- Being prepared means you don’t have to be scared. Once you know how you and your family could cope and you have the supplies you need, relax in the knowledge that you have done what you can. Settle in to enjoy the storm.
- If the power goes out while you are cooking be sure to turn off the stove and clear the burners and oven to prevent a fire when power is restored.
- If your door opens out, go out every hour during the storm to clear the entrance.
After the Storm
- Make a path between your front door and the road in case emergency responders need to get you.
- Check on your neighbours, especially seniors, persons with disabilities and single parents.
- Dig our fire hydrants, oil tanks, hot water exhausts, furnace and dryer vents, and secondary entrances.
- If you need a space heater, select a kind that shuts off if it tips over. Keep it 3 feet away from other objects. Turn off at night.
- Make sure your downspouts and outdoor drains are free of ice and snow.
- Hang darker clothing or blanket in your window to draw the heat from the sun to assist in warming your home.
Winter driving can be serious business. Plan ahead and be prepared. Winter weather conditions present challenges to your vehicle and to your safety.
- Remove snow and ice
- Clear a path from the street to hydrant
- Keep 1 metre clear around the hydrant
The following items should be kept in your vehicle throughout the winter:
- Sand, salt or kitty litter
- Traction mats
- Tow bar or chain
- Cloth or roll of paper towels
- Warning light or road flares
- First-aid kit
- Extra clothing and footwear
- Blankets ("survival" blankets are compact and work well)
- Emergency food pack
- Axe or hatchet
- Booster cables
- Ice scraper and brush
- Road maps
- Matches and a "survival" candle in a deep can
- Fire extinguisher
- Methyl hydrate (for fuel line and windshield de-icing)
Building an Emergency Supply Kit for Your Car
Because you never know when you will encounter winter weather or an emergency road closure
- Always heed the warnings of the local weather offices of Environment Canada. If you must drive in bad weather, make sure that you have plenty of fuel and let someone know your route and intended arrival time.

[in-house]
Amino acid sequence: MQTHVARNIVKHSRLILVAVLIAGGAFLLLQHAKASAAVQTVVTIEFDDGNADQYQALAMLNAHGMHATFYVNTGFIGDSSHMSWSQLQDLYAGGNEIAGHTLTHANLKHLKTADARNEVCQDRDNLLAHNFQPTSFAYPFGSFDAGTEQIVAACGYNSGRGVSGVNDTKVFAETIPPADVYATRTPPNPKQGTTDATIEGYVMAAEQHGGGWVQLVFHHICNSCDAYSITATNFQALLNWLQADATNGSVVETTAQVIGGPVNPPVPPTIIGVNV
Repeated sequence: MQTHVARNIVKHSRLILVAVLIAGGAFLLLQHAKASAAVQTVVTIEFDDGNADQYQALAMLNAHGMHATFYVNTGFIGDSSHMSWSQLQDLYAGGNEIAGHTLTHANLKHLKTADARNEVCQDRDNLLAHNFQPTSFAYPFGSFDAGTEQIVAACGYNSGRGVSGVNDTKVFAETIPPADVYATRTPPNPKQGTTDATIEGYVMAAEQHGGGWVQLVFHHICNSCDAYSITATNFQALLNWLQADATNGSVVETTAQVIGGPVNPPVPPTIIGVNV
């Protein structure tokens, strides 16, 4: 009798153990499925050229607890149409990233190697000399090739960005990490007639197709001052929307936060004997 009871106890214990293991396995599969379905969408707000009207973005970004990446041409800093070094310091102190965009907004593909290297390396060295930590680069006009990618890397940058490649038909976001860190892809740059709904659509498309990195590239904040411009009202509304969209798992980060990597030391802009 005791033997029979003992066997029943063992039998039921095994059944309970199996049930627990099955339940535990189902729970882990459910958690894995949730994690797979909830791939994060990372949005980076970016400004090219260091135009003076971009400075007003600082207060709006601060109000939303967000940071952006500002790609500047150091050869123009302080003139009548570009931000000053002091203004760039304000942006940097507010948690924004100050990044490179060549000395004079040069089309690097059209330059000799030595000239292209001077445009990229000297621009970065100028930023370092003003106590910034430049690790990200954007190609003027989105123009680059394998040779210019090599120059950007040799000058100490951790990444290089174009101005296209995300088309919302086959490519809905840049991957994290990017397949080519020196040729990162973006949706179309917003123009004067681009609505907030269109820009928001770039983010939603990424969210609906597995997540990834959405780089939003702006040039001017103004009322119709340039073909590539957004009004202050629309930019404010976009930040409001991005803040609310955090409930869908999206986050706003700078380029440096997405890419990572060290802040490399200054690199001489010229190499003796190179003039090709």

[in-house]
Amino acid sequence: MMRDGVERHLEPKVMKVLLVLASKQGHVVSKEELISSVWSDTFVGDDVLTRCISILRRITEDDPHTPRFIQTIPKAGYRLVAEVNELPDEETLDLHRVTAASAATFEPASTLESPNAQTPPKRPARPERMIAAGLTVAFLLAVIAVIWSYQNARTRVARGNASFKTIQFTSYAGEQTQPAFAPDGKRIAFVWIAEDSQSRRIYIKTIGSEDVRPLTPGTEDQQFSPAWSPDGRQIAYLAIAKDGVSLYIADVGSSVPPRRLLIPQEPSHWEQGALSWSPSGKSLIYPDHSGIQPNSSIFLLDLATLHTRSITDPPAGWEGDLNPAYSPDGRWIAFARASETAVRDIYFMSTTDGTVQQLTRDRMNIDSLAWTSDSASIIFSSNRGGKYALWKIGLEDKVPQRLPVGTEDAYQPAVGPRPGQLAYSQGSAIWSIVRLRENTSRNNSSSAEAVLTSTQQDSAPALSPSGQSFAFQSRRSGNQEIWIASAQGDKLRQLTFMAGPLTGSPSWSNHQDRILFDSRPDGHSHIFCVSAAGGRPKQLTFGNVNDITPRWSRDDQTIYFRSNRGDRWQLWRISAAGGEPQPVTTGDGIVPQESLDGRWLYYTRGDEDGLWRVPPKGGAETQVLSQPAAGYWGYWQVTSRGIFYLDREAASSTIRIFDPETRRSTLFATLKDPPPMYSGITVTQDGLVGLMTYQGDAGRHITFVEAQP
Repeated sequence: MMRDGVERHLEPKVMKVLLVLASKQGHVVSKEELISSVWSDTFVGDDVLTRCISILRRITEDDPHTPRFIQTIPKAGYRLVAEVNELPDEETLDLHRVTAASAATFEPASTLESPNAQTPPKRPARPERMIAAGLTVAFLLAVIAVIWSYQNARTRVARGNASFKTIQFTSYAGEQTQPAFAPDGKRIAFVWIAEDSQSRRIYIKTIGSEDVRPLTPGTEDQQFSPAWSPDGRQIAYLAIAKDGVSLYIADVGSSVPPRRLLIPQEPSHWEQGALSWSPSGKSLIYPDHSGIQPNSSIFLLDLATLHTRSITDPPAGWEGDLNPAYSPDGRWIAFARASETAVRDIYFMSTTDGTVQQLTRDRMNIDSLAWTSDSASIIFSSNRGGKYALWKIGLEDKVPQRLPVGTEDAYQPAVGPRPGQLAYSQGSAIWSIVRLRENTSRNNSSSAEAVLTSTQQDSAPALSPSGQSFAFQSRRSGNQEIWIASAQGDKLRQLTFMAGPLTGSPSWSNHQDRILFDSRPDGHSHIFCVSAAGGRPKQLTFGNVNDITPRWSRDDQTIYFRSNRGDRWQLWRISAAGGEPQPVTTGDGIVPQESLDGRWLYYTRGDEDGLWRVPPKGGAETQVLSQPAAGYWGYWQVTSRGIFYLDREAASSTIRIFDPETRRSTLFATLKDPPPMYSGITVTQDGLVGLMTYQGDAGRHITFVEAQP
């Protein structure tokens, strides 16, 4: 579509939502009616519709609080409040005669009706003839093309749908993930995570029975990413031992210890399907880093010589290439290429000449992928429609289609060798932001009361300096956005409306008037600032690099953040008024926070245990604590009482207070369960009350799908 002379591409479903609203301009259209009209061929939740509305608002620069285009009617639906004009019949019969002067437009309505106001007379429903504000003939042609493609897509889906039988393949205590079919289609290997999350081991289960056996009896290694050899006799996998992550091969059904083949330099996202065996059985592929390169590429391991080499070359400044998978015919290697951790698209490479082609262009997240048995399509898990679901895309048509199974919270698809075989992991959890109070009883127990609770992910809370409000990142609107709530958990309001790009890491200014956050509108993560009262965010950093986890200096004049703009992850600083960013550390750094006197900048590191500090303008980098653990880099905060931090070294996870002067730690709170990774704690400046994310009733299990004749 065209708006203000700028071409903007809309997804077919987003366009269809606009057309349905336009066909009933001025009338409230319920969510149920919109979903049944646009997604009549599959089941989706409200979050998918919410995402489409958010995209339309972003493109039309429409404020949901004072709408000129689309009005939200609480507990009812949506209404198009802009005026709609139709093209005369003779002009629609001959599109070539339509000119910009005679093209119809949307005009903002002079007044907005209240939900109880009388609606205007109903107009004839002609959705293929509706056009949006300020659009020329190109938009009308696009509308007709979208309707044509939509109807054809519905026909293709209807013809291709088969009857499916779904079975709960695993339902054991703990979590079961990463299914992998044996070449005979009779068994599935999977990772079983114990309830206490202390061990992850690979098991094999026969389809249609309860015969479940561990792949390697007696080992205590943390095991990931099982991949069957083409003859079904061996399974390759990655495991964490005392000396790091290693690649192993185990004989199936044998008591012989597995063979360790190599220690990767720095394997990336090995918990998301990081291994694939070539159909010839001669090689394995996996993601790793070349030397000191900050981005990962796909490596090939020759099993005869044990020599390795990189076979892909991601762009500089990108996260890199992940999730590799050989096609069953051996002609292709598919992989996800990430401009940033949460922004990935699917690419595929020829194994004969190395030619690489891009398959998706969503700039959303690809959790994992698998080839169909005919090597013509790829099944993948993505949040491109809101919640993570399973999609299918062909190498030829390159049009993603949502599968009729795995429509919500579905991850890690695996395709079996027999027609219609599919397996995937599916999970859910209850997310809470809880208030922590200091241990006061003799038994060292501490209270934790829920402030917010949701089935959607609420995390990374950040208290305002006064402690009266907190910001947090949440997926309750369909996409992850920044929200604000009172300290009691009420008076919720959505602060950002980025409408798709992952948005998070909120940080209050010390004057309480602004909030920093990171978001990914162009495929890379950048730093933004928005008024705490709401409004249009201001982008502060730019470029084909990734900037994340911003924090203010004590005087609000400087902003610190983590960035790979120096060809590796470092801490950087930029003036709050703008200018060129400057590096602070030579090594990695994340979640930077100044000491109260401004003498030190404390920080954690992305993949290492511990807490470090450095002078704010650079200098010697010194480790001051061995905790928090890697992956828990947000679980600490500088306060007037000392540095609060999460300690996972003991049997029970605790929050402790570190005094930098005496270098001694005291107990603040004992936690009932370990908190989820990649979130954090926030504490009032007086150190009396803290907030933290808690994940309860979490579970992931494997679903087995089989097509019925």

- If severe winter traps you in your vehicle, remember these tips:
- Pull off the road, turn hazard lights on, and hang a distress flag from the radio aerial or window. Remain in your vehicle, rescuers are most likely to find you there.
- Conserve fuel. Run the engine and heater for about 10 minutes each hour to keep warm, cracking a downwind window slightly to prevent carbon monoxide poisoning. Exercise to maintain body heat but don't overexert. Huddle with other passengers and use your coat for a blanket.
- In extreme cold, use road maps, seat covers, floor mats, newspapers or extra clothing for covering--anything to provide additional insulation and warmth.
- Turn on the inside dome light so rescue teams can see you at night, but be careful not to run down the battery.
- In remote areas, after the storm has passed, spread a large cloth over the snow to attract the attention of rescue planes.
- Do not set out on foot unless you can see a building close by where you know you can take shelter.
- Once the severe weather has passed, you may need to leave the car and proceed on foot. Follow the road if possible. If you need to walk across open country, use distant points as landmarks to help maintain your sense of direction.
Source: Get Prepared